That is, unless you’re a pregnant woman. After the outbreak in Brazil, authorities have reported numerous cases where the virus has caused severe malformalities in babies whose mothers were infected while pregnant, including microcephaly, which is a condition where the baby is born with an abnormally small head and severe brain damage. As a result several countries in the region, including Brazil, El Salvador, Jamaica, Colombia and Honduras, have urged women not to get pregnant and advised foreign pregnant women against traveling to the region until further notice. El Salvador’s Deputy Health Minister has taken the most extreme stance so far – urging women in El Salvador to postpone pregnancy until 2018.

Advising pregnant women to not travel to these countries while the outbreak is happening makes perfect sense. This is something that individuals can control – we can choose to change, postpone or cancel our travel plans to countries where the Zika virus is present, to protect our own health and that of our unborn children. But, advising women living in these countries to delay pregnancy is a whole other matter – because for most of them, decisions related to family planning and their reproductive health are not in their control. That is why such advice and recommendations are likely to have little if any real impact, unless they are also accompanied by changes in the availability and affordability of sexual and reproductive health services and contraceptives – as well as a drastic change in attitudes towards contraception use and family planning. The discussion can also not happen in a void, but must be grounded in a broader debate about the complexities and challenges related to subpar availability of family planning services and contraceptives to both women and men in Latin America.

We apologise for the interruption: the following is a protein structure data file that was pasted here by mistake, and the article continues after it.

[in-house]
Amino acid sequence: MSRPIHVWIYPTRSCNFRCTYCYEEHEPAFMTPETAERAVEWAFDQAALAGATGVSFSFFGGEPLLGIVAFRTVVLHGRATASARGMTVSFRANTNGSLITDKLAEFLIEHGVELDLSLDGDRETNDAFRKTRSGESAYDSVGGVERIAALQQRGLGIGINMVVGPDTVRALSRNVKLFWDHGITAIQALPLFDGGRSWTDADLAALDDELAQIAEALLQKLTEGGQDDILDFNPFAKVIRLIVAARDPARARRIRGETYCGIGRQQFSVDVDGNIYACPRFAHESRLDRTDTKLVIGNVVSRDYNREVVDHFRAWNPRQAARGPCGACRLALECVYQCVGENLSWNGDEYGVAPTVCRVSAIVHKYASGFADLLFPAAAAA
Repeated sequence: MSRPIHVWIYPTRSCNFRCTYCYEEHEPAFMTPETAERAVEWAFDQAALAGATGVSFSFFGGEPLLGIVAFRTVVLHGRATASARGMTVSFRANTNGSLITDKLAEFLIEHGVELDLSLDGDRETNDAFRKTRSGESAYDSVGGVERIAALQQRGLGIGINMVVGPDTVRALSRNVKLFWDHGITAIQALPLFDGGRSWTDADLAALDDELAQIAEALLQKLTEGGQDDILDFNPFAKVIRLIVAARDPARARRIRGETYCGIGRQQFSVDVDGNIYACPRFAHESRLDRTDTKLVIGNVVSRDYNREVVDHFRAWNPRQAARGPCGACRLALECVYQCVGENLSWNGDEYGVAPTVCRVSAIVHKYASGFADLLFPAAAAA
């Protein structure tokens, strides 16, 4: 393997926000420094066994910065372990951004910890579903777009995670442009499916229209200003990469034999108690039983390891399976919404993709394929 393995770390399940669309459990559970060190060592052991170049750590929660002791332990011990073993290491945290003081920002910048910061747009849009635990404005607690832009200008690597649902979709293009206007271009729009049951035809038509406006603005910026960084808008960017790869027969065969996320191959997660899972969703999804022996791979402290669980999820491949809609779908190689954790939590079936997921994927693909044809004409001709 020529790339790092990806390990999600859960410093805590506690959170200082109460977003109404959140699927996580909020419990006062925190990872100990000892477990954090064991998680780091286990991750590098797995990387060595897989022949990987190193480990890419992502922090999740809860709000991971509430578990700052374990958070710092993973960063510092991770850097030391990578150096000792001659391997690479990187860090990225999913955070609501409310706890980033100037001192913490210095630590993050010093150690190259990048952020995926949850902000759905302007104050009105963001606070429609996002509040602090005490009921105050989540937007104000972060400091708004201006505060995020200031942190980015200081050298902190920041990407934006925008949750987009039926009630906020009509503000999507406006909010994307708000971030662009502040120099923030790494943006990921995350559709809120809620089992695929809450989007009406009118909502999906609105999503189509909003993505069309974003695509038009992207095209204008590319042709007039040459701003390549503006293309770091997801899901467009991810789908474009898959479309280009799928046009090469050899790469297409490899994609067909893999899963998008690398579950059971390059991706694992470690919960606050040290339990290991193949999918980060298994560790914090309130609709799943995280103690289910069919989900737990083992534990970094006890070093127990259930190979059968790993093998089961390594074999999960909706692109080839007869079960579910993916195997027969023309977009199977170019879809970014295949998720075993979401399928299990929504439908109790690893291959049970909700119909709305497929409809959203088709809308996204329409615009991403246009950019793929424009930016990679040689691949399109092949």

Not only do women in Latin America lack access to sexual and reproductive health and family planning services and often have no access to contraceptives, many of them also lack the necessary knowledge to be able to control if and when they get pregnant. Latin America and Caribbean has an estimated 1. 2 million unintended pregnancies just among adolescents every year. Nearly half of sexually active young women in the region have an unmet need for contraception – making it near impossible for them to control their reproductive choices and reliably avoid an unwanted pregnancy. As the region is predominately Roman Catholic, the church’s condemnation of contraceptives seems to be quite a contradiction to the recommendation for women to delay pregnancy. So far, the statements made by government officials have also categorically ignored the role and responsibility of men in all of this – after all, it usually takes two people for a woman to get pregnant. As long as women cannot conceive a baby alone, they should not be expected to bear the responsibility of avoiding unwanted pregnancies alone either. What’s making the situation even worse is the fact that in most of these countries, abortion is either fully illegal or very hard to obtain – leading women’s rights groups to call for changes to existing abortion laws and bans, particularly in the extreme case of El Salvador where abortion is banned even in a case of fetal deformation.

Releasing reliable and factual information about the Zika virus is absolutely crucial for pregnant women to be able to take necessary precautions to minimize their risk of getting infected, but providing that information is only a tiny part of the efforts that need to be undertaken to protect women and their babies from the disease. Without the tools – sexual education, family planning services and contraceptives – telling women to “delay pregnancy”, is, in all honesty, total hypocrisy. It’s like telling a person standing in the rain to “not get wet”, and not give them an umbrella – despite the fact that you’re holding the umbrella in your hand. We know what women need to control their reproductive choices. We know what women need to decide if, when and with whom to get pregnant. But as long as these things are not made available unplanned and unwanted pregnancies will continue to happen, which should not only be considered a problem because of the Zika virus but in general. Having control over our bodies is not a matter of necessity because of the outbreak – it’s a basic human right that all women should have access to, at all times. The Zika virus is merely reminding us of the multiple devastating things that can happen when women are stripped of their basic right to control their bodies and reproductive choices.